(Bloomberg) — It’s in the air again, on Reddit, in Congress, in the C-suite: Hedge funds that get rich off short-selling are the enemy. The odd thing is, the biggest players in the game are getting a pass.Those would be the asset managers, pension plans and sovereign wealth funds that provide the vast majority of securities used to take bearish positions. Without the likes of BlackRock Inc. and State Street Corp., the California Public Employees’ Retirement System and the Kuwait Investment Authority filling such an elemental role, investors such as Gabe Plotkin, whose Melvin Capital Management became a piñata for day traders in the GameStop Corp. saga, wouldn’t have shares to sell short.“Anytime we short a stock, we locate a borrow,” Plotkin said Feb. 18 at the House Financial Services Committee hearing on the GameStop short squeeze.There’s plenty to choose from. As of mid-2020, some $24 trillion of stocks and bonds were available for such borrowing, with $1.2 trillion in shares — equal to a third of all hedge-fund assets — actually out on loan, according to the International Securities Lending Association.It’s a situation that on the surface defies logic. Given the popular belief that short sellers create unjustified losses in some stocks, why would shareholders want to supply the ammunition for attacks against their investments? The explanation is fairly straight forward: By loaning out securities for a small fee plus interest, they can generate extra income that boosts returns. That’s key in an industry where fund managers are paid to beat benchmarks and especially valuable in a world of low yields.The trade-off is simple: For investors with large, diversified portfolios, a single stock plummeting under the weight of a short-selling campaign has little impact over the long run. And in the nearer term, the greater the number of aggregate bets against a stock — the so-called short interest — the higher the fee a lender can charge.In the case of GameStop, short interest was unusually high and shares on loan were generating an annualized return of 25% to 30%, Ken Griffin testified at the Feb. 18 hearing. Griffin operates a market maker, Citadel Securities, as well as Citadel, one of the world’s largest hedge funds.“Securities lending is a way for long holders to generate additional alpha,” said Nancy Allen of DataLend, which compiles data on securities financing. “Originally, it was a way to cover costs, but over the last 10 to 15 years it’s become an investment function.”Not everyone is comfortable with the inherent conflict. In December 2019, Japan’s $1.6 trillion Government Pension Investment Fund stopped lending its international stock holdings to short sellers, calling the practice inconsistent with its responsibilities as a fiduciary. At the time, the decision cost GPIF about $100 million a year in lost revenue.The U.S. Securities and Exchange Commission has regulated short-selling since the 1930s and polices the market for abuses such as naked shorting, which involves taking a short position without borrowing shares. Proponents of legal shorting argue that its use enhances liquidity, improves pricing and serves a critical role as a bulwark against fraud and hype.Chief executives, whose pay packages often depend on share performance, routinely decry short sellers as vultures. More recently, shorting has come under fire in the emotionally charged banter on Reddit’s WallStreetBets forum. Some speculators ran up the prices of GameStop, AMC Entertainment Holdings Inc. and other meme stocks in January to punish the hedge funds that bet against them, and they delighted when the rampant buying led to bruising losses at Melvin, Maplelane Capital and Citron Research.Many of the key actors in the GameStop frenzy testified at the Feb. 18 hearing. Plotkin was grilled by committee members over Melvin’s short position. Citadel’s Griffin and others faced broader questions about short-selling. Yet no one asked about the supply of borrowed shares and there were no witnesses called from the securities-lending industry.There’s a symbiotic relationship between hedge funds and the prime-brokerage units of Wall Street firms, much of it built on securities lending. Prime brokers act as intermediaries, sourcing stocks and bonds for borrowers who want to short them and facilitate the trades. According to DataLend, securities lending generated $2.9 billion of broker-to-broker revenue in 2020, almost the same as in 2019.Demand for short positions was already expected to drop as stock prices surged to all-time highs. Now, with the threat of retribution from the Reddit crowd, it may weaken even further. Griffin said he has “no doubt” there’ll be less short-selling as a consequence of the GameStop squeeze.“I think the whole industry will have to adapt,” Plotkin said at the hearing. “I don’t think investors like myself want to be susceptible to these types of dynamics.”This could not only threaten the dealers who broker stock lending but also the holders who supply the securities and share in the revenue. They reaped $7.7 billion globally in 2020, down from a record of almost $10 billion in 2018, according to DataLend. Lending fees increased by 4.2% on a year-over-year basis in February after the GameStop onslaught, DataLend says.While securities lending accounted for $652 million, or just 4%, of BlackRock’s revenue in the fourth quarter of 2020, there’s little cost involved and the risks are low because borrowers have to put up collateral that equals or exceeds the value of the loan. At both BlackRock and State Street Corp., the second-largest custody bank, the value of securities on loan as of Dec. 31 jumped at least 20% from a year earlier, to $352 billion and $441 billion, respectively.“Every little bit counts with indexes,” said John Rekenthaler, vice president of research at Morningstar. “You’re scraping nickels off the street, but there’s a whole lot of nickels.”Others could take a hit, too. Just as Robinhood Markets is able to offer zero-commission trades by selling its order flow to Citadel and other market makers, asset managers typically pass on some of their securities-lending revenue as a type of client rebate.“It’s very important to remember that institutional investors earn substantial returns from participating in the securities-lending market,” Citadel’s Griffin said at the GameStop hearing. “That accrues to the benefit of pension plans, of ETFs, of other pools of institutional lending that participate in the securities lending market.”(Adds data on lending fees after the short-interest chart.)For more articles like this, please visit us at bloomberg.comSubscribe now to stay ahead with the most trusted business news source.©2021 Bloomberg L.P.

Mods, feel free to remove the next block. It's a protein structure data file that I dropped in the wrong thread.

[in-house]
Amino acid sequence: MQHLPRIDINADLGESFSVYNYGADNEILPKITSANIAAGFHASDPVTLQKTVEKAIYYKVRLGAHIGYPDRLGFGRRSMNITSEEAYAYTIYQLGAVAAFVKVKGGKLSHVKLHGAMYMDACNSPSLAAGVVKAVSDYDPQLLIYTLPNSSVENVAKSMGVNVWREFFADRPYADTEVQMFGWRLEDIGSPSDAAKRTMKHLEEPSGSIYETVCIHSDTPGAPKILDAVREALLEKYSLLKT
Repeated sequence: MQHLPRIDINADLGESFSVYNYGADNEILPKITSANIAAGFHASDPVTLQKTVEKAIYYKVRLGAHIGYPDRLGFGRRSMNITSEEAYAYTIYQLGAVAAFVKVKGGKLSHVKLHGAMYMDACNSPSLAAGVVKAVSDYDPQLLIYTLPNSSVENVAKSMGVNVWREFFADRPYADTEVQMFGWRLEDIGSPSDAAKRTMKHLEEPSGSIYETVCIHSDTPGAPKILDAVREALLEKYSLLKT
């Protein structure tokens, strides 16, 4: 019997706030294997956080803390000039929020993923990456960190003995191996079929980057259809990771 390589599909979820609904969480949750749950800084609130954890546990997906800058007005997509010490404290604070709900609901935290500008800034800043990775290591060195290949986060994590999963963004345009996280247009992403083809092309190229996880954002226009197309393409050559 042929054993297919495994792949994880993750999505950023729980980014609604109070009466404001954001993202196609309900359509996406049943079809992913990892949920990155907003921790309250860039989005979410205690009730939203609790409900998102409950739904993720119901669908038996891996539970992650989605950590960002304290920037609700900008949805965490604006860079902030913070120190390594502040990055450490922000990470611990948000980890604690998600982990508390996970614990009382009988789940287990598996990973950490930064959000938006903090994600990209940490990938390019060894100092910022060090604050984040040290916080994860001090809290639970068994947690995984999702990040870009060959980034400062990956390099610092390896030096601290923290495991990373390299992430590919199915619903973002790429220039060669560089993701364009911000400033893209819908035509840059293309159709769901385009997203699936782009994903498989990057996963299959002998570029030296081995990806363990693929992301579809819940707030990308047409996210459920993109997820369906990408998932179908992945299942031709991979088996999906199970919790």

'Self-serving': UK media tabloids hit back at Meghan and Harry's interview – CNN
Today's coronavirus news: Canada set to receive more than 910K doses of vaccines this week; Canadians, especially women, say gender equality not achieved in Canada: Poll – StCatharinesStandard.ca
Russia rebukes Facebook for blocking some media posts – National Post
B.C. announces vaccines sites ahead of booking COVID-19 shots appointments Monday – The Tri-City News
Silver investment demand jumped 12% in 2019
Iran anticipates renewed protests amid social media shutdown
Galaxy M31 July 2020 security update brings Glance, a content-driven lockscreen wallpaper service
Politics22 hours ago
Opinion | In Canadian politics, Erin O'Toole might be the pandemic's biggest loser – NiagaraFallsReview.ca
Health14 hours ago
High risk but no jab: Disabled Nova Scotians question why they can't get early COVID-19 shots – The Guardian
Politics10 hours ago
‘We need the government’: Biden’s $1.9 trillion relief plan reflects seismic shifts in U.S. politics – The Washington Post
Sports21 hours ago
SIMMONS: Giant opportunity for the Maple Leafs can't be wasted – Toronto Sun
Sports23 hours ago
Furor grows over photo of champion trainer Gordon Elliott sitting on dead horse
News23 hours ago
Coronavirus: Canada in talks with other G7 nations about prospect of vaccine passports to travel: Hajdu – CTV News
Economy19 hours ago
Biden on brink of passing historic $1.9tn boost to US economy – Financial Times
News18 hours ago
Coronavirus: What's happening in Canada and around the world on Sunday – CBC.ca